Flea Markets 101: Tips for Beginners
It doesn't matter if you're a man or woman, collector or browser, expert or generalist, child or adult—there is something for everyone at flea markets and antiques fairs. These assemblages of people, objects, history, and odd places are great for all walks of life. Below are some tips on how to maximize your antiques fair and flea market experiences to make sure you get the most out of them.
There are some basic things you should always remember when attending flea markets and antiques fairs:
- Wear sunscreen
- Wear comfortable clothing and good walking shoes
- Bring plenty of drinking water
- Bring ample carrying tools / adequate transportation to suit what you plan to buy, if you have anything in mind
- Bring cash if you're looking to buy things
- Bring snacks or arrive with a full stomach
If you adhere to these basic guidelines, you're more likely to enjoy your time in the most comfortable, non-stressed manner possible. You're also more likely to make smart shopping decisions (if that's what you're there to do) as you'll not be in any particular discomfort and be starving or utterly parched.
Tips on Timing
Flea markets and antiques faires have an interesting sort of timing sequence. Here's how to navigate around it:
- If you're a serious shopper, and if you're looking for highly sought-after items, come early. Often, visitors are charged more to enter flea markets early, but if you're looking to make serious purchases, it's worth it.
- If you're looking for a good bargain, start haggling late. As the day comes to a close, sellers are more tired and less prone to be shrewd about their pricing. They may also be looking to unload extra merchandise and more willing to have your help lightening the burden they'll have to pack up.
- If you arrive in the middle of the event, move to the farthest reaches of the market and make your way toward the entrance. When high volumes of people begin to arrive at flea markets, they tend to coalesce toward the entrances, mostly because they don't get too far inland before being distracted by interesting objects. To beat the crowd, put on your pretend blinders and make your way to the back.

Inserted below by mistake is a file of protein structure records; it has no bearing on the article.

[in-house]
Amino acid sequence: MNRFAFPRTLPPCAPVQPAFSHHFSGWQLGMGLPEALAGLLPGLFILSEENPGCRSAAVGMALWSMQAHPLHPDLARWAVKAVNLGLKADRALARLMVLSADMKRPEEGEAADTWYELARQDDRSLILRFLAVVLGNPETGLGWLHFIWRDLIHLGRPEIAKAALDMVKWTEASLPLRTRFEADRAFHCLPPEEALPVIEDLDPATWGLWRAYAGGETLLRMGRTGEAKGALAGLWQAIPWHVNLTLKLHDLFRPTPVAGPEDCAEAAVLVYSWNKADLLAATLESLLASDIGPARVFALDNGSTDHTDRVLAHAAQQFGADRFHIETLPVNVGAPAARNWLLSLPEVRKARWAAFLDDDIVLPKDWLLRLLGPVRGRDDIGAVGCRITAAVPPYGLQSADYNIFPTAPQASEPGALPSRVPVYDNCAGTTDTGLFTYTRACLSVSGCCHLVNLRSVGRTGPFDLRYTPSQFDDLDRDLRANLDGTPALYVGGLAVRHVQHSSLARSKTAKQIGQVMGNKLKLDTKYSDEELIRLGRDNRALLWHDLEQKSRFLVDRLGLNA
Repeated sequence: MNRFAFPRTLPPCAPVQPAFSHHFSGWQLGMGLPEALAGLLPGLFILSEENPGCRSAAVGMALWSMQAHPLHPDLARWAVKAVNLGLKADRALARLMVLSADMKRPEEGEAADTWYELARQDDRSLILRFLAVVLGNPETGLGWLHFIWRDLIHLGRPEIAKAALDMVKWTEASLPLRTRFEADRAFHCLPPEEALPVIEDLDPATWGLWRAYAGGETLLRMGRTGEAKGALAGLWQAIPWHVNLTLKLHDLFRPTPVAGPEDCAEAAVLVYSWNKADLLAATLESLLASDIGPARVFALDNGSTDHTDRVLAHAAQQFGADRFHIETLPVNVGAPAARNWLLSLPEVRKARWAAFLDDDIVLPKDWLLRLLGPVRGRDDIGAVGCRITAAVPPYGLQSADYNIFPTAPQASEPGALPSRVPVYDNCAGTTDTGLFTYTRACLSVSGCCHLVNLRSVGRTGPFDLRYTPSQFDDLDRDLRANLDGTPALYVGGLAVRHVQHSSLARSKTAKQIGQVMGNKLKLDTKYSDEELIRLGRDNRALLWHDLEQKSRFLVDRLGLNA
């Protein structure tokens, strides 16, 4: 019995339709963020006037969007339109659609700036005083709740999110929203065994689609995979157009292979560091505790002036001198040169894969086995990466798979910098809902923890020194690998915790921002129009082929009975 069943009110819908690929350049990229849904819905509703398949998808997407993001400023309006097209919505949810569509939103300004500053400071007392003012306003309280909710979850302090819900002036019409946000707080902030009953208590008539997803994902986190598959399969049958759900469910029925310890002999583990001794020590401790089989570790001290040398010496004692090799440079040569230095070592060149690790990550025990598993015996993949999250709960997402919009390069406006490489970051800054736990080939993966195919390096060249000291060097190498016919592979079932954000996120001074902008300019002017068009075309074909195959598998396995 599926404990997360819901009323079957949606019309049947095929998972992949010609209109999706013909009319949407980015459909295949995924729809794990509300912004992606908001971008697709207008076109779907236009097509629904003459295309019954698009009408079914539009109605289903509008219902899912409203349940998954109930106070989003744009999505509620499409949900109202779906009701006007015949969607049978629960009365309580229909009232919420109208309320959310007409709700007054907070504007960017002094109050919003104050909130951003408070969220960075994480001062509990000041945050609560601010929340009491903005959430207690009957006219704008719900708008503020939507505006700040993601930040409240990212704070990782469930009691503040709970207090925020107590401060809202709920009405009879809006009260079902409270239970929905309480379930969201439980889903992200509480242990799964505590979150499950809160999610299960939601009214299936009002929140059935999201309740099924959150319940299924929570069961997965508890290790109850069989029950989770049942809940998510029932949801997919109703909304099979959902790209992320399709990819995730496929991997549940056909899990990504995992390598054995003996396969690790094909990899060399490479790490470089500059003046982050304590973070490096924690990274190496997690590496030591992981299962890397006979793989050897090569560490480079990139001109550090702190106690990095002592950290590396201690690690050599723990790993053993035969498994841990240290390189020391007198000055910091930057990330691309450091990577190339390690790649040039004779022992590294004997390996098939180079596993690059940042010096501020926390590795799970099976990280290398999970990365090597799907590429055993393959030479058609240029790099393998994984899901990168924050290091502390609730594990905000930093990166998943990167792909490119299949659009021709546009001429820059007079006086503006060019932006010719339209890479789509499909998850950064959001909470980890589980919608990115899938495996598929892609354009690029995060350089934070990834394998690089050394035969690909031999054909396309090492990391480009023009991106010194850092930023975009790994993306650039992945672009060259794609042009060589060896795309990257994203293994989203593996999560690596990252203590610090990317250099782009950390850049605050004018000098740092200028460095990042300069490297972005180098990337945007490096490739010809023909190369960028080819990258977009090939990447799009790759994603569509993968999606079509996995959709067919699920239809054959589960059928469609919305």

Games to Play
Even if you're not looking to make a purchase, antiques faires can be full of fun shenanagins and games.
One of the most enjoyable activities for flea market-goers who are simply accompanying a friend, spouse, or family member is the Flea Market Scavenger Hunt. To play, simply establish a list of items to find before arriving at the event. At the event, players can hunt for these items, and the first person to find all wins (if one's honesty ever comes into question, this game can be played with digital cameras or camera phones). This game can also be played solo. Here are some potential items to put on the list:
- Headless doll
- Broken camera
- Coke bottle
- Pillbox hat
- Military helmet
- Old family photo
- Elvis record
- Salt and pepper shakers
- Sparrow imagery
- Samurai sword
You can also hold a mini-contest challenging players to find the most interesting occurrences of these or any other items.
It is also fun to play hide-and-seek at these events, but establish rules about running - it's best to have "discovery" be established by eye contact instead of physical tagging to avoid damage of potentially expensive antique products.
If you're going to a flea market or antiques faire, prepare to bargain. Personally, I'm not much of a bargainer, but I've seen enough of it (and been roped into enough of it as well) to offer some basic pointers below:
- Wait until the end of the day: As I mentioned above, you're more likely to be able to shimmy a price a bit lower if it's the end of the day and vendors are looking to unload inventory and get home.
- Be willing to walk away: The less "necessary" an item is to you and the more willing you are to walk away from the purchase altogether, the more likely the sellers is to offer you a lower price.
- Suggest a price lower than what you'd settle for: This is bargaining basics 101, but it's worth mentioning. The whole dance of bargaining is that the seller posts a price higher than they'd settle for, and you offer a price way lower, and you both shimmy around until you find something that works for the both of you.
- Leverage damages or imperfections to lower the price: Carefully inspect the items you seek to buy - if they're damaged in any way, ask if they might be willing to help you with the price.
- Consider asking for a freebie: Vendors are not always willing to cut down prices, but sometimes they'll be willing to throw in another small item. Consider asking for a deal if you buy multiple items at once or asking for a small freebie to sweeten the attractiveness of a large purchase.